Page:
The number of countries is more accident than design, said TIFF co-director Cameron Bailey, since quality takes precedence over location. But the fest does strive to cover the world.
"Whenever anyone asks us what kind of festival we are, we say, `We're a global film festival,'" Bailey said in an interview.
"It's a good and healthy sign that shows our depth of reach and diversity."
Bailey and Piers Handling, the other TIFF co-director, agreed the reduction of the festival's size is a deliberate move.
"It was maybe getting to the point where some of the smaller films were getting ignored," Handling said. "We were beginning to hear that from the filmmakers."
Paradoxically, those fewer films will be flickering on more screens, up to 36 from last year's 29. That's because TIFF is taking over an entire floor of the new AMC multiplex at Yonge and Dundas, as the fest begins its drift south from Yorkville toward its Bell Lightbox facility, now under construction at King St. W. and John St. and expected to open within two years.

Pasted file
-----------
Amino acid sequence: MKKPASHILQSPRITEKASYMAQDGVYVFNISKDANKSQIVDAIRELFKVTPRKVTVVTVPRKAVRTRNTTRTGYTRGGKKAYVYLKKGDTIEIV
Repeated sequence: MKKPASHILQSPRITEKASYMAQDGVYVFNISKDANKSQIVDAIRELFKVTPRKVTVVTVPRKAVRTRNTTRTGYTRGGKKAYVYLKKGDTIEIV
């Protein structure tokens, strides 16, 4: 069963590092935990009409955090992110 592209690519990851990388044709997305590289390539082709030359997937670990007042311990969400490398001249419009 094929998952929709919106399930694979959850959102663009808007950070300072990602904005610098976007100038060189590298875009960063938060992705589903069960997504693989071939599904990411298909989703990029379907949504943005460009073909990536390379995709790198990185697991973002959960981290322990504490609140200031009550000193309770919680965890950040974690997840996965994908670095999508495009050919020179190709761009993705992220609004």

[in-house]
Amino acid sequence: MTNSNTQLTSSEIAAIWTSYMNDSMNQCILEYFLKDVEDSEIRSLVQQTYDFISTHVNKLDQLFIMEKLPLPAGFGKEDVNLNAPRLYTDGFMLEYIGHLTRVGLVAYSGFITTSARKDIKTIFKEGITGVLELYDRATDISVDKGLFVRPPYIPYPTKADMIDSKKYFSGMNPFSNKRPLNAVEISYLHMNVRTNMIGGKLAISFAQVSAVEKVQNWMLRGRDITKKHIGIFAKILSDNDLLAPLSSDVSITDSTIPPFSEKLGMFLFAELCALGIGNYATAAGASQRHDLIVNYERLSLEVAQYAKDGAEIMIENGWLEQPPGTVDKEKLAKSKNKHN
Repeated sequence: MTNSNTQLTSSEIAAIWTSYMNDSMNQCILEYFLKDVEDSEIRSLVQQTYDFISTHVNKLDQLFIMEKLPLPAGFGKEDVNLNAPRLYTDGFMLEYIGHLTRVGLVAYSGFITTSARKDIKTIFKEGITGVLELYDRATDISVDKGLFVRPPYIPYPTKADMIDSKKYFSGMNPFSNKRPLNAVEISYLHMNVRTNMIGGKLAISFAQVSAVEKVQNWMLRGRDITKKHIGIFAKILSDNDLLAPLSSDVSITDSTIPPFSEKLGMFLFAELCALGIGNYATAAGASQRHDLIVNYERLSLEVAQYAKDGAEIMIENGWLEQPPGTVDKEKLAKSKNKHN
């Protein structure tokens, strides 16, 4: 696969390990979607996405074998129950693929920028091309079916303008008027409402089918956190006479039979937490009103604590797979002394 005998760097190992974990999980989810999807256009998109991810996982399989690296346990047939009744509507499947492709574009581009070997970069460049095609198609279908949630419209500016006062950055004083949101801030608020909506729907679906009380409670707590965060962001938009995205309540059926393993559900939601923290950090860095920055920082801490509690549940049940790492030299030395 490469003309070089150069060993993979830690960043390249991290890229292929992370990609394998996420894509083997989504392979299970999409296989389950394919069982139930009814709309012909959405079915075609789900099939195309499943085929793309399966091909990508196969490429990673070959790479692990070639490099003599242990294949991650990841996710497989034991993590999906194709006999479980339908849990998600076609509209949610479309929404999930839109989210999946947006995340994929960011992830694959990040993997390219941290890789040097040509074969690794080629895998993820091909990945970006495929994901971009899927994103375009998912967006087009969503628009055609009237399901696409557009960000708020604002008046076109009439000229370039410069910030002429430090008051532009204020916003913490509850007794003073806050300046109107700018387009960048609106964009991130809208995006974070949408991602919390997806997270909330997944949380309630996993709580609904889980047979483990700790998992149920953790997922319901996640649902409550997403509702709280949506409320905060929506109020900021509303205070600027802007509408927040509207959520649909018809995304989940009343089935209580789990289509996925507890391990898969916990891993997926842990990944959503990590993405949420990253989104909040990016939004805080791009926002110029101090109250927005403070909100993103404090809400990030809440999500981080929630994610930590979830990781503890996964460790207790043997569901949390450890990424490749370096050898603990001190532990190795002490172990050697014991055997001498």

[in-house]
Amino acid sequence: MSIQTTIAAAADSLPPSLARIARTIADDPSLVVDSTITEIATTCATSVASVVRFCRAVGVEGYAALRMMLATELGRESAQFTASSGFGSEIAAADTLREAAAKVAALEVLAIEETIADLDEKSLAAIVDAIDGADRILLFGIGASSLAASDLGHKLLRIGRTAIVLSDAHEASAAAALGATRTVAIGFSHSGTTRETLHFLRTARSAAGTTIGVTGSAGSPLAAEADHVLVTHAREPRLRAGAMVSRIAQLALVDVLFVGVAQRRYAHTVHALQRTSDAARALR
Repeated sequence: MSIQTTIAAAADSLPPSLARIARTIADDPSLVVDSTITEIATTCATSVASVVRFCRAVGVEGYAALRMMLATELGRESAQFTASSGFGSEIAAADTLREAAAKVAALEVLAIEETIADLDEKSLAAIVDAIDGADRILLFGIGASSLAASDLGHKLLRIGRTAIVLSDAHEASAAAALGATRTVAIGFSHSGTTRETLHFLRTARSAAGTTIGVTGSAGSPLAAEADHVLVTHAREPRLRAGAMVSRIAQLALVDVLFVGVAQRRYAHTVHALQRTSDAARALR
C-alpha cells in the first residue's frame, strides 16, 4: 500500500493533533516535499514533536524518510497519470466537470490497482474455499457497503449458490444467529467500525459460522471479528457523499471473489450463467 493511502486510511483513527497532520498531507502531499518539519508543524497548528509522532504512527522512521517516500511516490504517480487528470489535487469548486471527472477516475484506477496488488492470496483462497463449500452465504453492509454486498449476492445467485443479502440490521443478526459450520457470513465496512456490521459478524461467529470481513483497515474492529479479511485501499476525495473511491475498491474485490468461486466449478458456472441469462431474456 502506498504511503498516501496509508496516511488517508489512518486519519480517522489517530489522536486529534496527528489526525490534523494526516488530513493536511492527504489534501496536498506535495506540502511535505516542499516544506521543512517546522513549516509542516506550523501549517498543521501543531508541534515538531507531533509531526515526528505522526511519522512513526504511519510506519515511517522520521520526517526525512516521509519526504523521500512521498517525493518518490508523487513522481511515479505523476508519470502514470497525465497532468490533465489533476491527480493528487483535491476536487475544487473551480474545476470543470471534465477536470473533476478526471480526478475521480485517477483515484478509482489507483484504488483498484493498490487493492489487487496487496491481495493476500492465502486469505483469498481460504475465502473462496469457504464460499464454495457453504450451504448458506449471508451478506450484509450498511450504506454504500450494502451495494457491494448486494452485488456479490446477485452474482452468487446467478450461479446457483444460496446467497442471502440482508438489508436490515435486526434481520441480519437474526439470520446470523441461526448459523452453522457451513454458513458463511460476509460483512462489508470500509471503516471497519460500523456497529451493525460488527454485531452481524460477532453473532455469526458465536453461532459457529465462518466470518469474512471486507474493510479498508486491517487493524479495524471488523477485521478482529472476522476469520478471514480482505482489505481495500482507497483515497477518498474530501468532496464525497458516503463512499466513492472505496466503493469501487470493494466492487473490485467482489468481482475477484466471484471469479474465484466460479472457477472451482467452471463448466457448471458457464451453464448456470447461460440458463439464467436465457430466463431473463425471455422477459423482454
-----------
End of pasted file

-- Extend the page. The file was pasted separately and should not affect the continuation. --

And what people will see this year may change the conventional wisdom that film festivals are all about gloomy dramas. More comedies than usual are expected for TIFF '08, including five of the 11 gala selections announced yesterday: Burn After Reading (the new Coen Bros. film), The Lucky Ones, Dean Spanley, La Fille de Monaco and Singh is Kinng.
The laughers are coming mainly from the U.S., Handling said, a marked change from the Iraq war dramas that dominated last year.